Have you heard the one about the creative director who lost his job because of sexual harassment allegations only to spring up at another agency to work on a gender equality campaign? Or the female leader publicly extolling the virtues of part-time and flexible working, while berating staff for wanting to get home a few times a week in time to see their children? Hypocrisy has long been at the heart of the criticism of adland’s long-running, but ineffective, diversity debate.
The gap between public show and private behaviour is one that fuels the defensiveness that surrounds the advertising industry’s approach to diversity. It is in the ecosystem that fuels the kind of "whataboutery" (when someone responds to a difficult issue or question with a counter issue or question that completely derails the question) evident in Paul Burke’s latest column.
The equality myth
The notion that the advertising industry is in the midst of W1A-levels of political correctness, which have effectively called a halt to decades of diversity, is without basis in statistical fact.
As Ali Hanan, the chief executive and founder of Creative Equals, explains eloquently: "Without a seat at the table and facing huge barriers to entry, diverse voices haven’t been heard or equally represented. Media, shaped by a community who are 88% white men, has – at best – type-cast and stereotyped and – at worst – neglected whole sections of society and objectified women."
Despite Burke’s argument, the advertising industry has never had a "random selection process, which always seemed to throw up a varied cast of unusual and original thinkers, who were then allowed the freedom to express their thoughts without fear of reprisals."
Cindy Gallop, the founder and chief executive of MakeLoveNotPorn, explains: "Our industry has had a gated selection process filtered through the approval lens of white men, who have historically been the only non-varied cast perceived to be 'unusual and original thinkers' and the only ones 'allowed the freedom to express their thoughts without fear of reprisals'. Ask any woman, person of colour, disabled person, anyone considered 'other' in our industry."
Therefore in place of this "Whataboutery", she says the gatekeepers of our industry need to actively welcome in not "other" opinions in general, but "other" ideas, input and creativity where it really matters – in the actual work. And to do that, they need not to concern themselves with political or life views, but with consciously admitting to themselves that "other" people are just as talented if not more so than I am. She explains: "They've got what it takes to do far better, more innovative and creative work than we're doing at the moment, and so I need to hire, promote and give as many of them as possible the opportunity to do the work and to shine doing it."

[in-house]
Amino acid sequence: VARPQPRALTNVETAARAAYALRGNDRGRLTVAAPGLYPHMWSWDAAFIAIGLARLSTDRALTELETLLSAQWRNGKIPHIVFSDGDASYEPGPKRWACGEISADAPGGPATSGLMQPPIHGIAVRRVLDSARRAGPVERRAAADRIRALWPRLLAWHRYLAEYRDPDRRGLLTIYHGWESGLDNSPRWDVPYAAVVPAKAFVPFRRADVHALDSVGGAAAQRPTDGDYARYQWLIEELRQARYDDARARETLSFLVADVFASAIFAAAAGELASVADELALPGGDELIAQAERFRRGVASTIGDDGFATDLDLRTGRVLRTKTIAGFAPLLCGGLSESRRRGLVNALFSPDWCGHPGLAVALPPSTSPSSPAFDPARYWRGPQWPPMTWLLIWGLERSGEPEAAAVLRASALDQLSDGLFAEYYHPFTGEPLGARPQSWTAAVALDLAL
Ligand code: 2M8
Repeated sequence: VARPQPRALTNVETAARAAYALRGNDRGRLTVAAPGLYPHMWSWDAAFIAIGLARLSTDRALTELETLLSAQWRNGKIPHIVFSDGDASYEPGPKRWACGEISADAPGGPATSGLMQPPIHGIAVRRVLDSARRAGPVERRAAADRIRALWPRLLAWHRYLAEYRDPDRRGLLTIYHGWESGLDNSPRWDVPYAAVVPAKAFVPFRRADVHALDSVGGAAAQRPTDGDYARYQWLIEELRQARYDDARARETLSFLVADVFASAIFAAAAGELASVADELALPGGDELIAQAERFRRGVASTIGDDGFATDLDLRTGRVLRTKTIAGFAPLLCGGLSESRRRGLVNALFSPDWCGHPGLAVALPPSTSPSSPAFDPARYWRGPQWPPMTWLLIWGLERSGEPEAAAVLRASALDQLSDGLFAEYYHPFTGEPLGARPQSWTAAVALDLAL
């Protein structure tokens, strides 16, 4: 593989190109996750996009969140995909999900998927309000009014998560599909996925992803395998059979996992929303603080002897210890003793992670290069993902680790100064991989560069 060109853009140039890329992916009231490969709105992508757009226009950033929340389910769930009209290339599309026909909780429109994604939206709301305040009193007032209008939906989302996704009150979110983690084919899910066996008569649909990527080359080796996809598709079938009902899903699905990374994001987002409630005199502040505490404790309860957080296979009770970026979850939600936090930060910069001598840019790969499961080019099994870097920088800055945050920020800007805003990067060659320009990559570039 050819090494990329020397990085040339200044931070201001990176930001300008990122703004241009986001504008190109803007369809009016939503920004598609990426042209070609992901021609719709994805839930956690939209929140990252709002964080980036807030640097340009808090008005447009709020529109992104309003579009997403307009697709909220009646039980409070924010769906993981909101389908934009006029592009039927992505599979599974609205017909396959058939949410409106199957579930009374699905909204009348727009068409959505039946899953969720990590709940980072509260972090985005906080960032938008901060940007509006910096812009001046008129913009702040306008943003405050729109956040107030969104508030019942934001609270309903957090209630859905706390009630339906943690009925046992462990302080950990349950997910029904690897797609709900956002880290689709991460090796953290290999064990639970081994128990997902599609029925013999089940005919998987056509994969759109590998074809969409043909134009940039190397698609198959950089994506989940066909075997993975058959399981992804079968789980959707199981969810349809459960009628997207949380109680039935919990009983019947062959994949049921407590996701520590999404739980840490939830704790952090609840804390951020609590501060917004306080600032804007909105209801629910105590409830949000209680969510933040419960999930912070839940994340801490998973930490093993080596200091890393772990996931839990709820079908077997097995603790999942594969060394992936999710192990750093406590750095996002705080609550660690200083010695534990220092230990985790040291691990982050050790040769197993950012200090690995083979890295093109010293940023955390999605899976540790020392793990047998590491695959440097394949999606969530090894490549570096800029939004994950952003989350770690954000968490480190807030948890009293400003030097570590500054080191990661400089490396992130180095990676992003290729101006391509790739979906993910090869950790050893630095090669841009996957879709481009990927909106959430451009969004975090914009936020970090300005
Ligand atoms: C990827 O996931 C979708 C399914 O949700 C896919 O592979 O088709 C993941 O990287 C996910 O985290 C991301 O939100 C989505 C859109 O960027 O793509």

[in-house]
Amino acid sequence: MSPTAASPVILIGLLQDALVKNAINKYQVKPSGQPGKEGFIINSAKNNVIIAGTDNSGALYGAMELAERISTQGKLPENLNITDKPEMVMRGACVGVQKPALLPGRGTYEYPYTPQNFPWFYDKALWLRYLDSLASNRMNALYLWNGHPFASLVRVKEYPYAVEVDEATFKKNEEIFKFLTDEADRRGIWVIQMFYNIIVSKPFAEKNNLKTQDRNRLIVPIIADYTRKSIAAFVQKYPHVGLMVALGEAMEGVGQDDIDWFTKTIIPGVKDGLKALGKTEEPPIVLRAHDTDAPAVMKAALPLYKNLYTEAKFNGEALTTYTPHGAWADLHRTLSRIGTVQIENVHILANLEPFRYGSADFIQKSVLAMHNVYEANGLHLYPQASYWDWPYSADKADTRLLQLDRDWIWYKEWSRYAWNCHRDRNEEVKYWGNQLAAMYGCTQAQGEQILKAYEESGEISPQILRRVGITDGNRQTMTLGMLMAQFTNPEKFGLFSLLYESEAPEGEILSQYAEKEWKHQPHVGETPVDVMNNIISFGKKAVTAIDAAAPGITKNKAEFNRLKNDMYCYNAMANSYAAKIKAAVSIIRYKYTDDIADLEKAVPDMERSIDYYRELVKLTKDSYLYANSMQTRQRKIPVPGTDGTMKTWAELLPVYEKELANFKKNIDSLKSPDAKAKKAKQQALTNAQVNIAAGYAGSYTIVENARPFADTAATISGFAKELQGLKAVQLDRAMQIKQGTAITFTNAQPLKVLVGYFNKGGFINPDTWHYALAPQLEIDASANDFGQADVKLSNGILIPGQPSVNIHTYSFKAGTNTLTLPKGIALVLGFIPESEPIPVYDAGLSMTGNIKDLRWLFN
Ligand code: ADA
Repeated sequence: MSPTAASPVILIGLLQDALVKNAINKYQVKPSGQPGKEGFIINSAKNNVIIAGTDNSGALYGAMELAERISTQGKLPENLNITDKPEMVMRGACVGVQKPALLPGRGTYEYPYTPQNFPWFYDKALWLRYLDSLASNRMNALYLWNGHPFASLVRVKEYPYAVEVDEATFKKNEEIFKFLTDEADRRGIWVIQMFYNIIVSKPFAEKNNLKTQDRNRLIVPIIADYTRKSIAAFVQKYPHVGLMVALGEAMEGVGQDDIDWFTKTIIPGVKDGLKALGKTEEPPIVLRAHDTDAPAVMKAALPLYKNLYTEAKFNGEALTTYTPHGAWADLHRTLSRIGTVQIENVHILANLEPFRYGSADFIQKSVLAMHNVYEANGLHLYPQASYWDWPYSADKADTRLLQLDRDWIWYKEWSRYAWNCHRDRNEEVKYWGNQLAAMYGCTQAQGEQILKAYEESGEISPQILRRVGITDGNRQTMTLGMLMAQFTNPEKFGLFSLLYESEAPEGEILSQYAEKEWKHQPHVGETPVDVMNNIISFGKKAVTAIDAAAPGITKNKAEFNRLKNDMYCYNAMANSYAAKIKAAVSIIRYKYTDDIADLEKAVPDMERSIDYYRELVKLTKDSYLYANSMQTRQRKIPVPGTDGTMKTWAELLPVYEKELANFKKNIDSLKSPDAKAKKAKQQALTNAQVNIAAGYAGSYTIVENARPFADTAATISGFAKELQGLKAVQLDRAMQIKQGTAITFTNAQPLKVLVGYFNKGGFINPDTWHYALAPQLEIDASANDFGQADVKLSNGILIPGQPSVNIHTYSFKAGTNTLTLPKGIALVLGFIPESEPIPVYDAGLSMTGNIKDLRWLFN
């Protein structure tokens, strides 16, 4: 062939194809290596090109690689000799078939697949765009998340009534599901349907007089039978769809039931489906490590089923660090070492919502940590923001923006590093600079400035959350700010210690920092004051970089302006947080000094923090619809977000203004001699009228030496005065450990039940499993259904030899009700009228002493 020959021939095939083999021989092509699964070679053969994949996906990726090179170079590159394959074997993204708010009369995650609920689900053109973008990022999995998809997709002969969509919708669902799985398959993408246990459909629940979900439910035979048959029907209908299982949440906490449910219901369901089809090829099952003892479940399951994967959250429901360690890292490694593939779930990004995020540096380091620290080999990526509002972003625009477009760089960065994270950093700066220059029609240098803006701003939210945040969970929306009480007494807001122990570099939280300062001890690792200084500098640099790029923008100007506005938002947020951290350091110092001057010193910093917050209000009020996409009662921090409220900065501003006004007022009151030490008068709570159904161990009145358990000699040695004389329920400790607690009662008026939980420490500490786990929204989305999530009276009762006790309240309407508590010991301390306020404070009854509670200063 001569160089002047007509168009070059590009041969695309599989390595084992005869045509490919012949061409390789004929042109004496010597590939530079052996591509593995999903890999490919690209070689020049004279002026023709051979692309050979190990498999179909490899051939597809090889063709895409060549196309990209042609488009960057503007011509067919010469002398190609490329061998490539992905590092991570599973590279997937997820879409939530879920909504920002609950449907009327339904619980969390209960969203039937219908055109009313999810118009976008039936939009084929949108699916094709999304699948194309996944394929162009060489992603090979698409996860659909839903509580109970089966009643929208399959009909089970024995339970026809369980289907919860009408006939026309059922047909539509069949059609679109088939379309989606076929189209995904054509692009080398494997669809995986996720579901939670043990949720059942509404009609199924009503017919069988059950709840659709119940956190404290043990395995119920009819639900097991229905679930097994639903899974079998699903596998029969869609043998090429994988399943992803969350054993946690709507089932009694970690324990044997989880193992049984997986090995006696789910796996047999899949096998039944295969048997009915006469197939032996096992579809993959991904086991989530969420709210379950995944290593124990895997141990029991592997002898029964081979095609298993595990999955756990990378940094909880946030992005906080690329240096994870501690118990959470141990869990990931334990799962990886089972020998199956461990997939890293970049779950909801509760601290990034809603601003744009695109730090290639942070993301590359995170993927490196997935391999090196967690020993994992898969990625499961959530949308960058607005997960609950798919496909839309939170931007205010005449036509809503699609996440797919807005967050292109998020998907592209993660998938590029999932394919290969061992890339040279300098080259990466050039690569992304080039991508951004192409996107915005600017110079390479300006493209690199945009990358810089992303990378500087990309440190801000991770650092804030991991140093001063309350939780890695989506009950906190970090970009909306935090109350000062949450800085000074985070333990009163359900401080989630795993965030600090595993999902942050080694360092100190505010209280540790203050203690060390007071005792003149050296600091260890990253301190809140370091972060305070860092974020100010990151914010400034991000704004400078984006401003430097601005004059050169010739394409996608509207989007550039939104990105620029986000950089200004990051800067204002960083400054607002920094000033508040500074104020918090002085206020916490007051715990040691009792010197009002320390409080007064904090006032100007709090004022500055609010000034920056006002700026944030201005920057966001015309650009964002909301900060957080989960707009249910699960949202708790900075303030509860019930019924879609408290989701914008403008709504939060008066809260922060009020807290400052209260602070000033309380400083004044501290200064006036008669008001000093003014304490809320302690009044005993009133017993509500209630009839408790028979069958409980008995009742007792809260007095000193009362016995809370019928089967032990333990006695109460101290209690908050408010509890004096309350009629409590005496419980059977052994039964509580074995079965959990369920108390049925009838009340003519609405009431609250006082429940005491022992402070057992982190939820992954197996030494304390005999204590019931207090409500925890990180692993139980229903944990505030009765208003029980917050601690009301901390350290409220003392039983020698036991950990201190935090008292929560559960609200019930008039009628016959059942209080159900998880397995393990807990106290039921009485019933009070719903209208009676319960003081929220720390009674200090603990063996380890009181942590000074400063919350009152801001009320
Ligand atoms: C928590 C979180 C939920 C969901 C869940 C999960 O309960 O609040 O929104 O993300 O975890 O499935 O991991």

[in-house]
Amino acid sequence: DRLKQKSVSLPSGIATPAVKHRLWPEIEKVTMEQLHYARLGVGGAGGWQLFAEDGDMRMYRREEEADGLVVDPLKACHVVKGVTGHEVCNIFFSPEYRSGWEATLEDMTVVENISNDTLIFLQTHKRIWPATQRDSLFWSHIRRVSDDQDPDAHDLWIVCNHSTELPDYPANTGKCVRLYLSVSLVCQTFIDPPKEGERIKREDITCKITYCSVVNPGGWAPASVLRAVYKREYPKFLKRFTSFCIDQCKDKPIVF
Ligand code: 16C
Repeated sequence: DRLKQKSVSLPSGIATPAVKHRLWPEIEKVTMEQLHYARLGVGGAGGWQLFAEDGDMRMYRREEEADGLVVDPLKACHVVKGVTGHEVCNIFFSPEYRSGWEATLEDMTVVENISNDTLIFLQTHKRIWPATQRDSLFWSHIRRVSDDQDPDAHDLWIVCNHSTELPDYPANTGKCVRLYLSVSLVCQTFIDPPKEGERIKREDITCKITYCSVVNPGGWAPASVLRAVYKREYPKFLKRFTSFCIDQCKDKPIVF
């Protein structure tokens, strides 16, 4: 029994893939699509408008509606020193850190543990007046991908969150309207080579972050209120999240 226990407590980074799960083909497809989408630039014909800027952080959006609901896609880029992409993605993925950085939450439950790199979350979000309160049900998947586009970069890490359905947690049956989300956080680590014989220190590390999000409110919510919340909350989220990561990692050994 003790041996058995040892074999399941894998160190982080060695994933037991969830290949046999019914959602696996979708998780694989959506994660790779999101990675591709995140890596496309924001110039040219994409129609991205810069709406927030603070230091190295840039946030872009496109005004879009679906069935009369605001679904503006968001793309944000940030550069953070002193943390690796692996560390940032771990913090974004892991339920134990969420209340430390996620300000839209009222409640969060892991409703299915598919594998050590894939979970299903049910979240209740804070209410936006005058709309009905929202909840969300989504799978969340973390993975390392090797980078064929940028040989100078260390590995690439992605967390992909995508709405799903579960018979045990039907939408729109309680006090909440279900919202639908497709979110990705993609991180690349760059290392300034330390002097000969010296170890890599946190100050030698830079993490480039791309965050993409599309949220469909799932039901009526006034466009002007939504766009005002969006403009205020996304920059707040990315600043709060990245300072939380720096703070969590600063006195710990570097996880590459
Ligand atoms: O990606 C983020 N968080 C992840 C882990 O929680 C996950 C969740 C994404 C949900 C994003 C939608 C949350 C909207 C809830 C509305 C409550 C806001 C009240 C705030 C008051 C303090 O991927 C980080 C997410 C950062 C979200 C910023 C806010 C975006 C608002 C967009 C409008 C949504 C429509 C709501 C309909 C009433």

The paradox of tolerance
The notion that there is a "wrong" side of a political and cultural paradigm which effectively silences diversity of thought is also inherently problematic. Ete Davies, the managing director of AnalogFolk, says that while "diversity of thought" is vital to creativity, as an industry we should be creating environments whereby we're able to debate and interrogate differing views or opinions.
He adds: "I completely agree with Paul, that a more diverse workforce leads to greater creativity and more divergent thinking, through the mix of different life experiences, backgrounds, and personalities that diversity provides."
However, he argues, there must be a "'Paradox of tolerance' to managing 'diversity of thought', which is how it's balanced against views or behaviours that are genuinely socially unacceptable, demeaning or derogatory to others. Which is, of course, not an easy task; but a necessary one.
"Values do have an important role to play because it's through these values that we create inclusive environments that support and encourage 'diversity of thought' towards a shared end goal – better, more interesting ideas," Davies continues.
The defensiveness penalty
Defensiveness is the enemy of change, the very antithesis of progress. A stance evident when Burke states: "How will you defend that much-lauded new Nike ad to an Asian kid from Tower Hamlets who sees his own community seemingly airbrushed out of it?" Now, I can’t speak for Wieden & Kennedy, but why assume the agency's knee-jerk response would be simply to default to defensiveness? All of us benefit from having our world view challenged, to reconsider our own output and be aware of our own privilege. When you start from a position of openness it is much harder to suffer from the affliction of believing you have nothing left to learn.
The fact is defensiveness is part of being blind to, or at worst upholding, systems which have effectively excluded diverse talent from both the work itself and the industry at large.
Diversity of thought doesn’t work when you aren’t really listening. If one foot always remains in the past, defending the status quo, then moving forwards is impossible.